We jump off our taxi van at the large signpost for Nile Resort and start our second long hot walk of the day. Halfway down the road, my darn flip flop breaks. They have been straining for a few days now due to the beating they have taken whilst sliding through the mud at the compound and sure enough, the left one has given up the ghost. Walking on the road barefoot is like walking on a hotplate and I hop as quickly as I can from one foot to the other, squeaking and yelping when one foot stays in contact with the ground for too long. The kids follow me, giggling. Finally we reach the gate where the long driveway is sheltered by tall trees. I swear smoke appears from the soles of my feet as they make contact with the cool flagstones.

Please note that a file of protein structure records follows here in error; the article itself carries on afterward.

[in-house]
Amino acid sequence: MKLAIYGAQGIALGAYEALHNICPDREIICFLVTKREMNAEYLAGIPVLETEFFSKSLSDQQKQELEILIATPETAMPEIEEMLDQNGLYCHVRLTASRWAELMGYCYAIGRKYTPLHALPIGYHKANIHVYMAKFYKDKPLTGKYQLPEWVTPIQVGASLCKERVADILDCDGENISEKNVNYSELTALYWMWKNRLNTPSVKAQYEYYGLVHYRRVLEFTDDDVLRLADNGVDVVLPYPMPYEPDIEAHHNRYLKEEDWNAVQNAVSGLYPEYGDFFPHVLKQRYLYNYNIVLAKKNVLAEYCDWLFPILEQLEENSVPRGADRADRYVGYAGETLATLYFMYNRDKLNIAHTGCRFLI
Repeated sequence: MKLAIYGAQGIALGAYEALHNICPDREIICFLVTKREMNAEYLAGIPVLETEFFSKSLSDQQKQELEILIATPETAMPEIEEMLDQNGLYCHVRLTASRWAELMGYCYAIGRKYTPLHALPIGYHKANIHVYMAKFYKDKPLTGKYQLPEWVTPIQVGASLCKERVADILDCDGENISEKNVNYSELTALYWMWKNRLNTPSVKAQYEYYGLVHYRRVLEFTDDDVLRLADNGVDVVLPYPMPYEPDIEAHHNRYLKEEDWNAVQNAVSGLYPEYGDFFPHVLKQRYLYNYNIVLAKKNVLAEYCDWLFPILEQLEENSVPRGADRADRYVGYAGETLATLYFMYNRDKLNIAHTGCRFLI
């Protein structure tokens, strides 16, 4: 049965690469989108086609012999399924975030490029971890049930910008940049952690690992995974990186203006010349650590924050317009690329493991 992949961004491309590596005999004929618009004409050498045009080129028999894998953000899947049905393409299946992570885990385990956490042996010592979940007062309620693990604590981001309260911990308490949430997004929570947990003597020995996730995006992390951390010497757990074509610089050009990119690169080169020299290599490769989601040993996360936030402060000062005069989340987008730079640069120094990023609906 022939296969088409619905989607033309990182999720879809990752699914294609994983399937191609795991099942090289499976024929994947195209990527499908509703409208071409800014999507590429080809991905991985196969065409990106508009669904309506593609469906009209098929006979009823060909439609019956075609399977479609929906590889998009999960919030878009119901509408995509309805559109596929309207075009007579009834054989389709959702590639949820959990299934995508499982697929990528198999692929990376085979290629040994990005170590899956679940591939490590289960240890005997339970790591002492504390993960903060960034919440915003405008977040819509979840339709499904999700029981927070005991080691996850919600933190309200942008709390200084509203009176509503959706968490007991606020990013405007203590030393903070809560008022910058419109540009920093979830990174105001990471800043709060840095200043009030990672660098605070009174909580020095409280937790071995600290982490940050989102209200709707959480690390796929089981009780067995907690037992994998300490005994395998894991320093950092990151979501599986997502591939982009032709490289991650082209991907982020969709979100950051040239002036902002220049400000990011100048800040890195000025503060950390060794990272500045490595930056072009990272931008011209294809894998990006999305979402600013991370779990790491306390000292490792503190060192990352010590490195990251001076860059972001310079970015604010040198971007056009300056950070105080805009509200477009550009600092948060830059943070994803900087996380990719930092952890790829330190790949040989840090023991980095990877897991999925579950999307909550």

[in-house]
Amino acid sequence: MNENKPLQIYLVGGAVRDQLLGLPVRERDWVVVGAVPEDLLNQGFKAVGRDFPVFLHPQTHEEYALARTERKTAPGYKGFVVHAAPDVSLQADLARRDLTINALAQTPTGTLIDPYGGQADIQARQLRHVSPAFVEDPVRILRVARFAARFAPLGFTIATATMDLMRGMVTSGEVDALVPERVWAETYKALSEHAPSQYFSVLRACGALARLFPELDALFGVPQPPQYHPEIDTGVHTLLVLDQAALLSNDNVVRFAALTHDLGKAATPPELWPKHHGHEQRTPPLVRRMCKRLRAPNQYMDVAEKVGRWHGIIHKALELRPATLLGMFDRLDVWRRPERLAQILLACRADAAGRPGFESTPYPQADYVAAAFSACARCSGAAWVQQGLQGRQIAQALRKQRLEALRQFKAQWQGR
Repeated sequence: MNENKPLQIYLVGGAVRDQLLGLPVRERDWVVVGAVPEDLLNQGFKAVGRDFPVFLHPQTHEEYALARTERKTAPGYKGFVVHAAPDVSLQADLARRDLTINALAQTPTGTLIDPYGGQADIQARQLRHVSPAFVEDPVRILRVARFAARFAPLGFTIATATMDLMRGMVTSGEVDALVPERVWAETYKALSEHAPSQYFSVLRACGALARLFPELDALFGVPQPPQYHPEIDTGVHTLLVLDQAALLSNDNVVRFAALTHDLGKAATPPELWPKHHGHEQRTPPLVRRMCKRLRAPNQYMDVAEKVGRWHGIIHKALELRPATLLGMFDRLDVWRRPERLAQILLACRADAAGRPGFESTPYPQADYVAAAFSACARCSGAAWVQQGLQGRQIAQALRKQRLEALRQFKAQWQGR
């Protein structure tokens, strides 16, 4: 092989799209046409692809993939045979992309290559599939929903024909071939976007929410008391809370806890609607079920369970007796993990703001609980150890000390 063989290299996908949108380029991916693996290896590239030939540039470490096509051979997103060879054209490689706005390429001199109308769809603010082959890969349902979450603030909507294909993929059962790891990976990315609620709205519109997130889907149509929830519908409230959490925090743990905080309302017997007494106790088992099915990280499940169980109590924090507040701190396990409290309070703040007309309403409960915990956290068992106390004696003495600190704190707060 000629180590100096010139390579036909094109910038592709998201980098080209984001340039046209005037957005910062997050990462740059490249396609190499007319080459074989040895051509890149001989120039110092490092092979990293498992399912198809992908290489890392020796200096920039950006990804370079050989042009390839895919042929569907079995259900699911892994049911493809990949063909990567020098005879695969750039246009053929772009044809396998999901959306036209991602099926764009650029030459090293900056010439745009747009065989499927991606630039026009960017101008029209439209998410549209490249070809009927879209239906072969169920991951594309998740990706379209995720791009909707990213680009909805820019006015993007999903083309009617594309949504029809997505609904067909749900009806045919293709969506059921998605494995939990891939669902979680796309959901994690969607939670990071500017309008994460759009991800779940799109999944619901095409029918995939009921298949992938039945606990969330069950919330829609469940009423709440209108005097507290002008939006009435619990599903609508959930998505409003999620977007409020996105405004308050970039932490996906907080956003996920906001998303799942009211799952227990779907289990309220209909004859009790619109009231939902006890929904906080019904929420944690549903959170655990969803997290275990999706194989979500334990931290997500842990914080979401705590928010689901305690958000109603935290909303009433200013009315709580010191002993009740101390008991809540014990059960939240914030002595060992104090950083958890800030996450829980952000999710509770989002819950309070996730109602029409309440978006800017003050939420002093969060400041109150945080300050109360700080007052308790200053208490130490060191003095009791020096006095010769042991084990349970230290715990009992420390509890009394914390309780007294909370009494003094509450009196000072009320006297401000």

Inside the resort, Winnie makes a beeline for the table we had last week and - in quite a stern tone - sets about explaining to Danny and John how it all works here. Danny asks something in Lusoga and Winnie interrupts sharply saying "Only English in here Danny!" LOL Poor Danny keeps quiet, obviously not knowing the English for whatever he was querying. Jess and Lydia arrive next, followed by Laura and Maureen. We all cool off with a soda before changing and plunging into the pool. There are quite a few of us today and needless to say we are the loudest, but happiest, bunch in there. Quite a few Muzungus sunbathing at the edge of the pool glance our way and make a show of turning up the volumes on their iPods. Ooops. Regardless, we continue splashing and laughing and having a whale of a time. After about an hour of frolicking, we think it best to order some lunch so we retreat back to our table and wrap ourselves in our hotel towels (which were delivered to our table while we were playing). After we order our selection of shared pizzas and chips, I spot a monkey family approaching and grab my camera. As I am snapping away, I hear Danny whispering "Neffy! Neffy!", quite frantically and as loud as he can possibly manage without actually yelling. I turn and he points above my head. As I look up I see that I am literally surrounded by monkeys. There must be no less than 20 of them, leaping from the branches of the trees, wrestling each other on the ground, eating passion fruit. It's quite incredible and they are very close to us. The kids love it and squeal excitedly. We follow the family all around the tables, watching their funny characters, for a good half an hour - John even getting close enough to get 'threatened' by one of the adult members of the group LOL. Eventually, something catches their interest over the wall and they bound over it, one by one, heading down to shore of the River Nile.